Christopher Pratt (cpratt) wrote,
Christopher Pratt

Four wines you owe it to yourself to rush out and buy (Puget Sound edition)

I've been doing quite a bit of driving around the Puget Sound region this week - we got back from Portland Sunday night, and then I had to go up to Woodinville to see the doctor today. Because I'm categorically unable to drive past a Costco without stopping to see if there's anything cool and weird in the wine section, and because Dan's insatiable lust for bananas makes the perfect excuse to stop [hey, the bananas there are like 99 cents a bunch], I stopped a few times over the past week and a half or so.

1. Costco Tumwater has Quixote's "Panza" red wine for $22.99. I first heard of this winery while reading up on Friedensreich Hundertwasser, the eccentric Austraian architect who died recently. It's the only thing he built in the Americas; it's not open to the public yet, but is schedule to open early in 2007. Anyhow, this is straight up and down Napa cabernet: super rich, perfectly ripe, with very sensible French oak that wraps the whole thing in an exceedingly expensive-feeling cloud of spice and smoke. I absolutely adored the bottle; sadly, I only bought the one, and the Costcos around here don't have any. If you're in Tumwater, you're be remiss not to pick up a few bottles.

2. Penfolds 2004 Koonunga Hill cabernet shiraz. If you're careful, you can find some of the 2004 mixed in among the leftover 2003s at the Costco in Woodinville. This stuff is only $7.99 a bottle, but The Bob gave it 91 points. Here's Mr. Parker for you:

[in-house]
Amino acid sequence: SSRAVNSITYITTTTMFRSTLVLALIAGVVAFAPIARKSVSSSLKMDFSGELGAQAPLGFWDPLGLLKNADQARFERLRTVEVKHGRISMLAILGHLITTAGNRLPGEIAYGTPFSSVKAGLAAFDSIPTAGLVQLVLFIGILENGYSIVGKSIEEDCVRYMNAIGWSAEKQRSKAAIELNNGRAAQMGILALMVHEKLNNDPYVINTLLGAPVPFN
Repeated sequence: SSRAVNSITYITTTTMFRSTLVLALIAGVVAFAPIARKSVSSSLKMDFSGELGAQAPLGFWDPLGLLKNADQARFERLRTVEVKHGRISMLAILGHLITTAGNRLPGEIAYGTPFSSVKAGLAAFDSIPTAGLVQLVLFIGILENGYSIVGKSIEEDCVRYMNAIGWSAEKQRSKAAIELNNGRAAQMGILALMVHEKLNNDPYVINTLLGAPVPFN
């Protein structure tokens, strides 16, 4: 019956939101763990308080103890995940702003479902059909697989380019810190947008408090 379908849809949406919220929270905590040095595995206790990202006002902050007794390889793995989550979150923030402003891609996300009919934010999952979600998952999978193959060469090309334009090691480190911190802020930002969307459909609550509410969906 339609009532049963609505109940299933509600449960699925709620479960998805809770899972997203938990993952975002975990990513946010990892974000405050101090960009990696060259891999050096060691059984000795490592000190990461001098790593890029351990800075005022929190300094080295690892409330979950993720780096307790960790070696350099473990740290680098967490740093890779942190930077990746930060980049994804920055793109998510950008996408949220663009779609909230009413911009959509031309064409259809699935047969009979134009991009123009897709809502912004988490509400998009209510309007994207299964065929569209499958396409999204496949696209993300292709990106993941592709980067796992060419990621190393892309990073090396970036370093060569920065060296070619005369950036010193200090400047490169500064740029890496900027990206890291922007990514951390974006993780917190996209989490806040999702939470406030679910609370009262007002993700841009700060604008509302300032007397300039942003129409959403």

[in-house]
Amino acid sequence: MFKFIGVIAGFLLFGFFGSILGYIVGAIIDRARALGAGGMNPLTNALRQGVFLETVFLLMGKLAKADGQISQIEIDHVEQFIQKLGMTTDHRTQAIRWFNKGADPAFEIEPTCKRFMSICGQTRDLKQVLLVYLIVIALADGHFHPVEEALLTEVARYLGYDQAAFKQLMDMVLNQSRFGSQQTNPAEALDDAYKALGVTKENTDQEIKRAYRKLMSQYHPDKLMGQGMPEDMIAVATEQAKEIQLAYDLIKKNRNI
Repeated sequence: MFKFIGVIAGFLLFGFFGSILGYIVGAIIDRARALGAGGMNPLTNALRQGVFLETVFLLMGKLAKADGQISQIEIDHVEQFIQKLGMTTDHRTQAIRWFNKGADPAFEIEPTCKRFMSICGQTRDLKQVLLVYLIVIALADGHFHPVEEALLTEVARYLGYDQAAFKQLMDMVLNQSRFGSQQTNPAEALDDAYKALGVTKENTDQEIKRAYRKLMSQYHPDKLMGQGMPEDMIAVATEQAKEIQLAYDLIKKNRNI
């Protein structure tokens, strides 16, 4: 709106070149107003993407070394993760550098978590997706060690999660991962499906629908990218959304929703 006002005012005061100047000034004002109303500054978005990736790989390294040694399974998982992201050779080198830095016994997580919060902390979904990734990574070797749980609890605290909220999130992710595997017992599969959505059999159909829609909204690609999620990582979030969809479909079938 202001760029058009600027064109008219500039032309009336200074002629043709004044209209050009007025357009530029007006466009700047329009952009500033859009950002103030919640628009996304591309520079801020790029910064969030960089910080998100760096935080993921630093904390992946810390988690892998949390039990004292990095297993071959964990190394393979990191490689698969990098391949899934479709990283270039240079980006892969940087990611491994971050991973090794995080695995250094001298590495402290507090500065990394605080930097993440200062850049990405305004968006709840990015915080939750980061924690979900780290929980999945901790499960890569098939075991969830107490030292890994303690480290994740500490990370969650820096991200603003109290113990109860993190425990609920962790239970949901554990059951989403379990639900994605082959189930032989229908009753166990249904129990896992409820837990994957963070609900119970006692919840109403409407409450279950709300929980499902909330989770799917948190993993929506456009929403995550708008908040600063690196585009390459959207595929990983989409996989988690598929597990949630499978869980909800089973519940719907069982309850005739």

Penfolds has been producing the Shiraz/Cabernet Koonunga Hill for 30 years and it remains an excellent bargain (early releases cost about $1 a bottle). The 2004, an outstanding blend of 62% Shiraz and 38% Cabernet Sauvignon, was aged in old 300 liter hogsheads. Its dense purple color is accompanied by scents of blackberries, truffles, old leather, licorice, and pepper. Heady ripeness, a fleshy mouthfeel, decent acidity, and a long finish suggest it should drink well for 10-12 years."

3. Penfolds 2002 St Henri shiraz. I haven't tasted this yet, and I haven't read any reviews of it either, but I can tell you that the St Henri is Penfolds' second best shiraz. It's unusual in that it's not aged in small oak barrels, so what you get is basically fruit and nothing but. Thing is, though, the fruit they use is among Australia's finest, so what you're tasting is the very best shiraz there is, period. I had one bottle nearly five years ago and it's still a memorable experience for me. I picked up a six pack; James Halliday, Australia's best known wine writer, suggests that this wine will improve until 2060, so I'm not in any hurry to drink some right away, but I think I'll have some at my retirement party.

4. OK, this isn't at Costco, but at Pete's in Bellevue. They have a monthly sale over there and this month they have the Hamilton Russell 2005 chardonnay from South Africa. We stopped in for a visit in early September and were fortunate enough to meet the man who owns and operates the winery. The wine is fabulous chardonnay; its style is neither Californian nor Burgundian but definitely takes its influences from both. It's got rich, ripe fruit thanks to the relatively warm climate of South Africa (even if it's from a fairly cool spot in SA), and yet it's been vinified in a very Burgundian manner, so you get a lot of the wonderful secondary tastes from that (without feeling like you're drinking grape juice that had toothpicks soaking in it for a few years). It's fantastic stuff and I really need to go buy a few of them tomorrow.

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